Your lender will require that you pay for a home inspector to visit the property to make sure it’s in sound condition; they will also send an appraiser to ensure they’re loaning you the right amount for your purchase.
In Alabama, each of these checks will cost you about $300 to $600, depending on your location and the size of your property.
How Can I Lower my Closing Costs in Alabama?
If there’s a will, there’s a way. Homebuyers in Alabama can shave off a good portion of their closing costs via several different strategies. These include:
Closing cost assistance
Statewide and local homeownership programs for first-time homebuyers and repeat homebuyers are a godsend. They can offer financial help in the form of down payment assistance, closing cost assistance and even mortgage credit certificates that are generous tax breaks that last for the life of your home loan.
The Alabama Housing Finance Authority’s Affordable Subsidy Grant is worth checking out. It provides grants worth up to 1 percent of your loan amount to help cover off your closing costs. To qualify, you must have a credit score of 640 or higher, a maximum debt-to-income ratio of 45 percent and you’ll need to complete a homeownership education course.
If you live in Decatur, Huntsville, Mobile, Opelika, and Tuscaloosa, financial assistance worth up to $10,000 is also up for grabs via local homeownership assistance programs. Check out the full list of Alabama homebuyer programs. While some come in the form of zero percent interest loans, others are grants, which means you won’t have to pay back a penny if you qualify.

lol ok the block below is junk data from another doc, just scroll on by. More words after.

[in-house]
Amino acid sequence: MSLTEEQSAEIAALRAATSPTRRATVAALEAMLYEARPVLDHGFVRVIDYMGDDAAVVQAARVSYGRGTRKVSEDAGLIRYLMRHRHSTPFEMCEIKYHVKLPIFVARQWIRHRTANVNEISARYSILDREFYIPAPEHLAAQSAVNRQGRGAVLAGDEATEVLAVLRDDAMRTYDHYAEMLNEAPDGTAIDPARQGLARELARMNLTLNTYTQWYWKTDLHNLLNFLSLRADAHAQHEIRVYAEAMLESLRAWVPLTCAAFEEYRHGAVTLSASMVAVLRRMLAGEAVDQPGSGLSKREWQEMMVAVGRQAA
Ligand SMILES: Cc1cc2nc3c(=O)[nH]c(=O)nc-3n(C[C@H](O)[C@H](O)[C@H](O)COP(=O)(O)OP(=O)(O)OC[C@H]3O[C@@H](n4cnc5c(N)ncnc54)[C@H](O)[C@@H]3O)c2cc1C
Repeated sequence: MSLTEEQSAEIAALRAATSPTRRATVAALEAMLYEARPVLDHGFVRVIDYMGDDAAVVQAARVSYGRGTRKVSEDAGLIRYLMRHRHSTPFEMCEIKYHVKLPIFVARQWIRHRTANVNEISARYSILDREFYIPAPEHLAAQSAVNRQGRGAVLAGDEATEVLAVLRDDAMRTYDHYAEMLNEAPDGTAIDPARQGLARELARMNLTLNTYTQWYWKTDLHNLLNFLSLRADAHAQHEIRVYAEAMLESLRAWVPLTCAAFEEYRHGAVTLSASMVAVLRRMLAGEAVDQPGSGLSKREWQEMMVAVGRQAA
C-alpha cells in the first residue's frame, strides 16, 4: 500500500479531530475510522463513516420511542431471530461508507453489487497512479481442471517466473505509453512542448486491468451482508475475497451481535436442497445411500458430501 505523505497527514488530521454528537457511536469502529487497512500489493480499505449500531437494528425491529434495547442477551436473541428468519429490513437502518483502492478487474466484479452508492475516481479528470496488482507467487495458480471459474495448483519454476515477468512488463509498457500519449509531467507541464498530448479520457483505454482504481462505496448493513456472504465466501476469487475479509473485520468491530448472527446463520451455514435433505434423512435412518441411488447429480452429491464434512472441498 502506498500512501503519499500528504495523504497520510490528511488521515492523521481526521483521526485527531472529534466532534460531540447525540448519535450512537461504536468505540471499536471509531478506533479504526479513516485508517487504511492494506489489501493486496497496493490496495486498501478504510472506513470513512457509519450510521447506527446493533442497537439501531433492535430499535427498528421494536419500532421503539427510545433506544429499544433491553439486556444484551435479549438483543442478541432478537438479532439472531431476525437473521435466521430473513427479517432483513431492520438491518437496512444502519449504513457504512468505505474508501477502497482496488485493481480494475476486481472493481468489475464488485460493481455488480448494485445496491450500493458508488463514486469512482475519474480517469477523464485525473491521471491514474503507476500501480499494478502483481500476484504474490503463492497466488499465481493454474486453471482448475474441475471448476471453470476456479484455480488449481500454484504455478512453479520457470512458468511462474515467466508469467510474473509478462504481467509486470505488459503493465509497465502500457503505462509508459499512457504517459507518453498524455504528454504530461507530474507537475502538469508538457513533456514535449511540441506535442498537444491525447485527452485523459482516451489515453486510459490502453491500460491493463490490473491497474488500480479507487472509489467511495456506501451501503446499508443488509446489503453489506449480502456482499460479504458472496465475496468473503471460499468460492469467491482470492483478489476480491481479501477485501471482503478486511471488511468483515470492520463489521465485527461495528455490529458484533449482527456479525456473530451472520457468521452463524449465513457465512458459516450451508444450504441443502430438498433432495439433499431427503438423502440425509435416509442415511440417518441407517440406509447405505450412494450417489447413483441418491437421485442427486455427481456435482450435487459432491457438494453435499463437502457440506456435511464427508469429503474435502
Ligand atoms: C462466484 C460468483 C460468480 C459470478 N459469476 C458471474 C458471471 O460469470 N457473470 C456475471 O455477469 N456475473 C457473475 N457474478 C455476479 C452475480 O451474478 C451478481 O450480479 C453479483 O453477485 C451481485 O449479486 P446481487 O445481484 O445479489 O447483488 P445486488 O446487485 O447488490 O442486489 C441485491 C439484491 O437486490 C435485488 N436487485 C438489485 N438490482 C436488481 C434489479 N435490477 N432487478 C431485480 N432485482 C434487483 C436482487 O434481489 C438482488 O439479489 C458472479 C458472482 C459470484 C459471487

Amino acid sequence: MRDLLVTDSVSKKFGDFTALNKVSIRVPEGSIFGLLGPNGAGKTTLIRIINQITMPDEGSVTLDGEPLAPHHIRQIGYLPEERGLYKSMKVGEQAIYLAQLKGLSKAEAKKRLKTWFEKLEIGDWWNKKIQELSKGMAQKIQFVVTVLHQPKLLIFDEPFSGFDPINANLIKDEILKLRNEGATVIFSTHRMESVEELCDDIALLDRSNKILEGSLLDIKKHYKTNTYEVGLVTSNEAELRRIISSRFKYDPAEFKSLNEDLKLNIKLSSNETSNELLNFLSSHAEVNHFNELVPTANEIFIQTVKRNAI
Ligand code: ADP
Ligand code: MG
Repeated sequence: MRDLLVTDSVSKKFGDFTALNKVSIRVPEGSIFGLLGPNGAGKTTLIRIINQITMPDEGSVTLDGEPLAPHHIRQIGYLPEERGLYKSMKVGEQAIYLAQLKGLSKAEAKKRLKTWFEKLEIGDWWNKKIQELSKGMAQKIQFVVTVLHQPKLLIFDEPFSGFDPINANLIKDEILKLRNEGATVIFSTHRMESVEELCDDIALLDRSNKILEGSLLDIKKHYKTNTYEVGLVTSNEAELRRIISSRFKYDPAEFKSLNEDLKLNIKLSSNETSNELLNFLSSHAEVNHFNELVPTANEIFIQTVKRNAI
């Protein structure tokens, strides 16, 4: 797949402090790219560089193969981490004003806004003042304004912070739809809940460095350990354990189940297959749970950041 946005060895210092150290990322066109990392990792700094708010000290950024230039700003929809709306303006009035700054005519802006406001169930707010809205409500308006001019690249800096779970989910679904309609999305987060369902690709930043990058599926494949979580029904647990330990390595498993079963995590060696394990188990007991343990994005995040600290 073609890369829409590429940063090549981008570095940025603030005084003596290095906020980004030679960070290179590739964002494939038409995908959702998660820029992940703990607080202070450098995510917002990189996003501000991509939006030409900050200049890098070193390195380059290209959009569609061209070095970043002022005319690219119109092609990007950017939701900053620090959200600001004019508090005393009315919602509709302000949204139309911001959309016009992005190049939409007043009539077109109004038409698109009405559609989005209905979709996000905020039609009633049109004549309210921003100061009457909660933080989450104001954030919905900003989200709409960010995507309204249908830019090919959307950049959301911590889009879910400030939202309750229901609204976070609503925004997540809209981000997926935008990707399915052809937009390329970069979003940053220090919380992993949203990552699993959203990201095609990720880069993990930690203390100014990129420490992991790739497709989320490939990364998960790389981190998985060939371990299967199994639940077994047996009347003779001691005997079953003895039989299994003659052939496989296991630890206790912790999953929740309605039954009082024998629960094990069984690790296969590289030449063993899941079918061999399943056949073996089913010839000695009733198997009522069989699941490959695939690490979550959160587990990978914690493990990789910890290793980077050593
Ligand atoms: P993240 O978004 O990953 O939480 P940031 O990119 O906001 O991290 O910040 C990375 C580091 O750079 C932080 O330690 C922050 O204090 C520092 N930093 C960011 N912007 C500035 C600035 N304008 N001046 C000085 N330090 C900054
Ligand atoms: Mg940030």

Another way to avoid closing costs is to decide on a “no-closing-cost” mortgage. In this case, your mortgage lender agrees to pay for part or all of your closing costs, but you in turn pay a higher interest rate.
In the long run, this could cost you more money because of the bump in your interest rate but for some homeowners, it may be their best choice.
Adding closing costs to your home financing
If you don’t have the upfront cash to cover your closing cost expenses, you may be able to roll this into your home loan. The downside? Your monthly mortgage payments will be a bit higher, and you’ll have to pay interest on the closing costs that are tacked onto your first mortgage.
Check with your lender to see if this option is available. Not all closing costs can be included because some, such as homeowner’s insurance, must be paid for upfront.
Whether you’re buying a new build from a property developer or you’re buying a repeat sale home, there is some negotiation wiggle room.
If you’re buying a new home but need to pay for upgrades, you may be able to compromise with your builder so they cover your closing costs. This will allow you to free up cash to upgrade appliances or add in hardwood floors or crown molding.
If you’re buying an existing home, you could negotiate with your seller to have them cover a portion of your closing costs. You could, for example, accept a seller’s sale price on the condition that they agree to pay for your closing costs. If you’re in a buyer’s market, you could ask the seller to cover your closing costs so they can close the deal.
Carmen Chai is an award-winning Canadian journalist who has lived and reported from major cities such as Vancouver, Toronto, London and Paris. For NewHomeSource, Carmen covers a variety of topics, including insurance, mortgages, and more.